GENEWATCH
 
POLITICS AND PERSERVERENCE
 

Rep. Louise SlaughterAn interview with U.S. Rep. Louise Slaughter, D-N.Y.

GeneWatch: If any legislator can be called a champion of GINA, it would have to be you. You've pushed for genetic nondiscrimination legislation for seven sessions - why did you stick with it for so long?

Rep. Slaughter: Because of the importance of it. We had an opportunity, when they first announced that they were going to decode the genome, to have science and political policy go hand in hand. Obviously we recognized how marvelous the science could be, but we also recognized that there were pitfalls there for people who were already being discriminated against because of genes, and people were terrified to know what their genetic makeup was - people who had Alzheimer's in their family, a lot of cancer in their family, women who thought they might have a gene for breast cancer or were afraid to find out - and their doctors told them not to have a test until the bill passed.

It was a very strange odyssey. It passed the senate unanimously twice, but didn't have a single hearing in the House of Representatives for all those years, until Nancy Pelosi became speaker and George Miller became chair [of the House Education and Labor Committee]. Both of them struggled all these years, they were cosponsors of the bill, and I can't praise George Miller enough for what he did to make it possible to get this passed.

So is that the main reason it came about?

Politics. There's no question about it. The National Association of Manufacturers, Small Business Association, Chamber of Commerce, and some drug companies were very much against it. Drug companies, I think, because what they like to do for research is rifle through medical records and see who's got the most of what. And I don't object to that, but I saw no reason for them to know who this person was, where they lived or where they worked.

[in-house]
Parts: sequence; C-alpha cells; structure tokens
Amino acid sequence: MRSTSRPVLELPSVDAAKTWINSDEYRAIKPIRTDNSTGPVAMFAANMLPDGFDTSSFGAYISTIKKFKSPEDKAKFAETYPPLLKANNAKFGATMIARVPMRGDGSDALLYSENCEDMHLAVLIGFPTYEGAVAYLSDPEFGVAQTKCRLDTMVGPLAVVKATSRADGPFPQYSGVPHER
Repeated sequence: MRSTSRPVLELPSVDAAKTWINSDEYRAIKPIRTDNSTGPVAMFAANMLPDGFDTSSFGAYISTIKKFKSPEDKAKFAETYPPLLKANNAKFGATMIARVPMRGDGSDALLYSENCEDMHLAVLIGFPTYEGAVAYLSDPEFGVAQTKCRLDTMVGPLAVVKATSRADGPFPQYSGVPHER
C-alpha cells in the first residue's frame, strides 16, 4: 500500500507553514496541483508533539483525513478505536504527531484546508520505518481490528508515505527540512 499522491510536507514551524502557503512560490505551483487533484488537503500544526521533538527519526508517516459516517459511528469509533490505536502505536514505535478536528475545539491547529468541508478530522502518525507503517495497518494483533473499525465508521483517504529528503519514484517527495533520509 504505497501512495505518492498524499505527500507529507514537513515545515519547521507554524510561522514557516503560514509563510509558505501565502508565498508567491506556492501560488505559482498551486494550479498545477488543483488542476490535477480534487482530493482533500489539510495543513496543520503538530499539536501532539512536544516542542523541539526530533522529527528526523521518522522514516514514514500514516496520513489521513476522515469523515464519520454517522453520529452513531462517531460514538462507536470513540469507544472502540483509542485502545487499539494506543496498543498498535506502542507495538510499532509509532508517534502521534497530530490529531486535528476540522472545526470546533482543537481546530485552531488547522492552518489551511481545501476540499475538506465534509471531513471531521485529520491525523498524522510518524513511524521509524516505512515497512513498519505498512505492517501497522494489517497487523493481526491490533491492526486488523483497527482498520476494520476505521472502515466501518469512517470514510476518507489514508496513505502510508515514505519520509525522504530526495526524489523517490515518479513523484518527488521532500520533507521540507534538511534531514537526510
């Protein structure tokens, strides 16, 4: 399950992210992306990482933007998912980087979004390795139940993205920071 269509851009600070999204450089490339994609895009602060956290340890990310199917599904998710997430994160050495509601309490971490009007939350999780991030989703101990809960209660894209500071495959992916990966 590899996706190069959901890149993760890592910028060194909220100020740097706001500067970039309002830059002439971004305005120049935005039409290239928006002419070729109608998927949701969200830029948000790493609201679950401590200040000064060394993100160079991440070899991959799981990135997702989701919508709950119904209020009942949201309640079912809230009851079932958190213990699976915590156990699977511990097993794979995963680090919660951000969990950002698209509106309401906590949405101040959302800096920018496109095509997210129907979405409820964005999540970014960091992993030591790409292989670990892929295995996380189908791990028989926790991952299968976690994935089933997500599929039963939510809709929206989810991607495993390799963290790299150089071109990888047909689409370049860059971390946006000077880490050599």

Did you ever hear a justification for why they would need to know those details?

No, they never spoke to me. All those years we had no real contact.

What sorts of justifications did you hear from other opponents?

They didn't give us any. Well, they thought it would be a handicap for employers, and that it would result in tremendous numbers of lawsuits. Bu it took so long that a number of states had already passed legislation - which isn't good enough, because it shouldn't be luck of the draw, based on where you live, whether you're going to be protected or not.

What do you think are the next pressing genetics issues?

There's so much more happening out there. There's the epigenome, which we all need to understand better.  But let me tell you the most important thing that we're going to find from this debate, in my book. We ought to be able to do individualized health care - your genes will tell you what medicine will help you, individually.  Dr. (Elias) Zerhouni, who was head of the NIH, told me that 80% of patients on Lipitor are not benefitted by it. But that is the drug of choice, so 20% benefit and it costs an awful lot of money. Obviously, by doing specialized medicine we can not only keep people in better shape medically, but we're also going to save a lot of money.

One concern about GINA is that part of what it does is reassure people to get genetic tests.

Well, everybody doesn't have to do that - we're by no means encouraging everybody to run out and get a genetic test.

In terms of public awareness of genetic discrimination issues in general ... a lot of people, when I talk to them about this -

They don't even think about it.

They don't think about it at all. Do you think that's changed?